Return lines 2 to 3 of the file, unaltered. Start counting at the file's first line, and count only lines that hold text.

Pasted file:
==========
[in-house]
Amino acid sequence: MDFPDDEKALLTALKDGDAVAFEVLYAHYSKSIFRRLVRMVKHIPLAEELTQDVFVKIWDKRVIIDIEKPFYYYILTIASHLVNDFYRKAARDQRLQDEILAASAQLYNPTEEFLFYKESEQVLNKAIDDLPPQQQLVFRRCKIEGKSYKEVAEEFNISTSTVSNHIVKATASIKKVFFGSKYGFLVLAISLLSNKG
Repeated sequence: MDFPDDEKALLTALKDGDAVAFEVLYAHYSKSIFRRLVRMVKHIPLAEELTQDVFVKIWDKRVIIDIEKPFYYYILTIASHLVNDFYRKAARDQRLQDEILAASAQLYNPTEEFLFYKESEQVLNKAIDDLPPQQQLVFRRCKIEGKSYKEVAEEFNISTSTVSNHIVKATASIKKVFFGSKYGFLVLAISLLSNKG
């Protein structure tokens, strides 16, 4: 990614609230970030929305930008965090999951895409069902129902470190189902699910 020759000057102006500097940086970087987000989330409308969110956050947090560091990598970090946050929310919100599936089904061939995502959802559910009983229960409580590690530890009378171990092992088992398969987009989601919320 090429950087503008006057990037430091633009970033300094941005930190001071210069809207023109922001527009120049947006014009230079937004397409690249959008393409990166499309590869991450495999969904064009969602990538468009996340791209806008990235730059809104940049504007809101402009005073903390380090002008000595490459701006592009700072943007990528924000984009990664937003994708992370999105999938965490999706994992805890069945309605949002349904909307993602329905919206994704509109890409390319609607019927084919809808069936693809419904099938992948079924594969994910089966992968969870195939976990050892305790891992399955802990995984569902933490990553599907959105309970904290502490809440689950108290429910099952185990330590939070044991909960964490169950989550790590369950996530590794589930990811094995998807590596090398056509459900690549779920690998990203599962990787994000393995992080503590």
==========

Amino acid sequence: MDFPDDEKALLTALKDGDAVAFEVLYAHYSKSIFRRLVRMVKHIPLAEELTQDVFVKIWDKRVIIDIEKPFYYYILTIASHLVNDFYRKAARDQRLQDEILAASAQLYNPTEEFLFYKESEQVLNKAIDDLPPQQQLVFRRCKIEGKSYKEVAEEFNISTSTVSNHIVKATASIKKVFFGSKYGFLVLAISLLSNKG
Repeated sequence: MDFPDDEKALLTALKDGDAVAFEVLYAHYSKSIFRRLVRMVKHIPLAEELTQDVFVKIWDKRVIIDIEKPFYYYILTIASHLVNDFYRKAARDQRLQDEILAASAQLYNPTEEFLFYKESEQVLNKAIDDLPPQQQLVFRRCKIEGKSYKEVAEEFNISTSTVSNHIVKATASIKKVFFGSKYGFLVLAISLLSNKG